BJC Healthcare, one of the largest nonprofit healthcare organizations in the U.S., serves greater St. Louis with 13 hospitals and multiple community health locations. Its nationally recognized academic hospitals, Barnes-Jewish Hospital and St. Louis Children’s Hospital, are affiliated with the Washington University School of Medicine.
A freak incident (involving a raccoon, a fire and a transformer) led to a power outage at all 13 hospitals and several service organizations—impacting the care of thousands of patients and affecting thousands of employees. When the power failed, the standard “hot switch” flip to a redundant power source failed for unrelated reasons, and the health system was running on generator power. This represented a high-risk, single-point-of-failure, unacceptable situation.
As time passed, pressure mounted. Stakeholders no longer trusted the IT processes, were concerned about vendor and supplier support, and demanded to be part of the decision on how best to move forward. Stress was mounting with each passing hour.
Distrust was not limited to the IT process. When BJC brought facilitators in to use KT’s Decision Analysis methods to guide the way forward, some of the decision makers (a team of high-level stakeholders, IT vendors, IT management and experts) opposed this approach. Prior to beginning the analysis, one team member who opposed KT, wrote down the alternative he believed eventually would be selected.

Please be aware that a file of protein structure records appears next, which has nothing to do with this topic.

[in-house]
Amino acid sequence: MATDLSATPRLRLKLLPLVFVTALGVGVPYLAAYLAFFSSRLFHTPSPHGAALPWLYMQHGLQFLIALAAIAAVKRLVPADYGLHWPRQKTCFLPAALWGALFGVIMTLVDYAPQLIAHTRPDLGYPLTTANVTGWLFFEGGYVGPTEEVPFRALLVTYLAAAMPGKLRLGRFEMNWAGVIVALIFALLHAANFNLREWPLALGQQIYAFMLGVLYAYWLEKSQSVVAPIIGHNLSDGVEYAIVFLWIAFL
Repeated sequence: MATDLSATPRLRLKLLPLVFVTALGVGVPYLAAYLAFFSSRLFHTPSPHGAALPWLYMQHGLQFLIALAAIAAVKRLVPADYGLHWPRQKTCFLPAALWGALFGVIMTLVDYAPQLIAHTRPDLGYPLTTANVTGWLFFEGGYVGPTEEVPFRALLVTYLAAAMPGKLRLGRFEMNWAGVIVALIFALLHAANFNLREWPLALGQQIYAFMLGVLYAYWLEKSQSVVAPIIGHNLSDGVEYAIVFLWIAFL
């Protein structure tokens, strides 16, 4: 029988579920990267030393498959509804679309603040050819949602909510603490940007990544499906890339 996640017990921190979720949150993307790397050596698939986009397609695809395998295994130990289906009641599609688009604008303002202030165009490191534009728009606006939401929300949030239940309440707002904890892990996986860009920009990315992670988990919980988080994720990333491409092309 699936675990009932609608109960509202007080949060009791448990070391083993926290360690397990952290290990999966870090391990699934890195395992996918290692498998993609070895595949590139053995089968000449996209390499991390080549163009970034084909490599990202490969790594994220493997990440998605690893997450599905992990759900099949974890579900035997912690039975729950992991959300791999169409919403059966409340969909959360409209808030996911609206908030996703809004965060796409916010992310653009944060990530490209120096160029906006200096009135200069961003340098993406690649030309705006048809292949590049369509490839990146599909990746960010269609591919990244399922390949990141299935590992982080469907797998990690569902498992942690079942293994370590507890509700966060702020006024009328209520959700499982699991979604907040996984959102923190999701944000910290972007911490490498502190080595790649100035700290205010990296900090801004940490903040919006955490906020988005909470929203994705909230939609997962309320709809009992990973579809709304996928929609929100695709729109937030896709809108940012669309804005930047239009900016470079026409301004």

BJC’s KT-trained facilitator helped the decision-makers evaluate alternative courses of action, assess risks and make a final decision. The team used the data gathered and evaluated acceptable risks by dividing their task into two separate analyses: one to determine the best method for achieving the switchover to power, and one to determine the best time to make the switch.
The Decision Analysis was highly successful, power was restored and issues resolved. KT’s systematic rigor kept the tone objective, reduced volatility and clarified the mission. The right people, with the depth of expertise needed, were in the room. High-level stakeholders who were not in the room, including the CIO, received consistent, organized and articulated information that detailed the thinking behind the decision making. The team member that opposed the use of KT Decision Analysis had quickly abandoned the solution he had written down prior to the analysis and was now a convert. His solution, initially favored by many stakeholders, would have used an additional 7,000 hours and $265,000 in Information Systems resources and 26,560 hours and $660,000 in hospital resources. It is difficult to measure the additional dollar impact on patient safety, employee productivity and other risks.
Any doubts in the effectiveness of KT processes have evaporated and those involved in the Decision Analysis actively promote it’s use across the organization.
Decision-making quickly becomes a high-stakes game within the healthcare industry. Using Decision Analysis, BJC Healthcare:
■ Saved in excess of $800K in hospital time and resources
■ Implemented a major reduction in patient risk
■ Brought objectivity to risk management
■ Created agreement among a diverse team
■ Provided a structure for key stakeholders to understand how the decision was made